The last few years have been particularly challenging for intercountry adoption, especially for the children and families engaged in the process. China, the largest country of origin for adoptions to the United States prior to the global COVID-19 pandemic, suspended intercountry adoptions in March 2020 over health concerns and has yet to allow any movement in the hundreds of cases that were in process at that time. Ukraine was the second largest country of origin before it indefinitely suspended adoptions following Russia’s full-scale invasion. A handful of other countries have imposed restrictions or even unilaterally banned intercountry adoption due to negative attitudes towards the practice, often influenced by misinformation or rare, but high-profile cases in which children suffer abuse by an adoptive parent or are returned to their country of origin without anyone’s knowledge. In these cases, CI staff work to resolve concerns, demonstrate the rigor and oversight of the intercountry adoption process, and advocate for the restoration of intercountry adoptions when they are in the best interests of children.
Adoption efforts have also seen positive trends. Over the past five years, six countries have acceded to the Hague Convention and, in 2021, intercountry adoptions increased approximately 10% over the previous year. In July, Special Advisor Bernier-Toth led an interagency delegation, representing the United States in a multilateral virtual meeting, with representatives from over 70 nations to address the practical implementation of the Hague Convention. The meeting concluded with a global commitment to reduce illicit practices in adoption, such as improper financial gain, and helped secure resources that will help authorities identify problematic practices and collaborate to prevent and reduce them.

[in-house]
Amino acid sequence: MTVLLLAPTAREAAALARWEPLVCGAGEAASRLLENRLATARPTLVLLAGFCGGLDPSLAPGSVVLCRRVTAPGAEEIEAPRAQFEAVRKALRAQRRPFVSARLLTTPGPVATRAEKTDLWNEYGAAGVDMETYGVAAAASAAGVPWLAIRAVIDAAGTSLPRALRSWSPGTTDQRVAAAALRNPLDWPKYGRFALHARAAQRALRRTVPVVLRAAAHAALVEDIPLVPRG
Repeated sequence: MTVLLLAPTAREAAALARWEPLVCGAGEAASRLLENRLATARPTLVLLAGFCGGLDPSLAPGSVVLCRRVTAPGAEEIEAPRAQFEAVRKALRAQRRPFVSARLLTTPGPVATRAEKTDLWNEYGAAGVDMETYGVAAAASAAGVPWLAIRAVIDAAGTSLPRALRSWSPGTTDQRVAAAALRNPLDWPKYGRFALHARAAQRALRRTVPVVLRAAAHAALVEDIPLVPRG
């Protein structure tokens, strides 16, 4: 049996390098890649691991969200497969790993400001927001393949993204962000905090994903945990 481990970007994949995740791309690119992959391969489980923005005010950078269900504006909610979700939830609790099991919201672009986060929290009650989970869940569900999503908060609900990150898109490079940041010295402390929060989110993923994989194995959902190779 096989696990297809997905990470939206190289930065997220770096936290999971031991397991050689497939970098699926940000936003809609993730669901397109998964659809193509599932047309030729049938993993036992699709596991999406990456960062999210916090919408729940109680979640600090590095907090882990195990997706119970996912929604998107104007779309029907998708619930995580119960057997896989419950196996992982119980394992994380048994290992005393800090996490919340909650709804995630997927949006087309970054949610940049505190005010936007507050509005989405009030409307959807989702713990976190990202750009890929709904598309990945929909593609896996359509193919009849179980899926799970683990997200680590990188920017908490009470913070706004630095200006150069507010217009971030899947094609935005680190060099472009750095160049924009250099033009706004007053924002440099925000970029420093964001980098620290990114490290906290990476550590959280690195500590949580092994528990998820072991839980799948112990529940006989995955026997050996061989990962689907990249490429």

November is National Adoption Month, which serves as an annual opportunity for the public to reflect on the generosity of American families that open their homes and hearts to children in need, whether from within their communities or from around the world. National Adoption Month also recognizes the essential efforts and dedication of experienced adoption agency staff around the country. They guide American families through every step of this complex legal process. As the CI staff fills the month with outreach opportunities to highlight the life changing impact of intercountry adoption, they also engage directly with intercountry adoptees to learn from their experiences and help inform U.S. intercountry adoption policy and procedure.
In spite of the challenges, CI continues to look at the future of adoptions with optimism. As long as there are children throughout the world who can benefit from the permanency of intercountry adoption, the adoption staff in CI will work to ensure that the process is safe, ethical, and transparent.
In the July report on intercountry adoptions Secretary of State Anthony Blinken stated: “U.S. families have consistently stepped forward to care for [international adoptees]. We can be proud that, as a nation and as families, we protect them and provide them the love and permanency they need to thrive.”
Marisa Light is chief of the adoption oversight division and Tim Eydelnant is chief of the bilateral engagement division in the Office of Children’s Issues.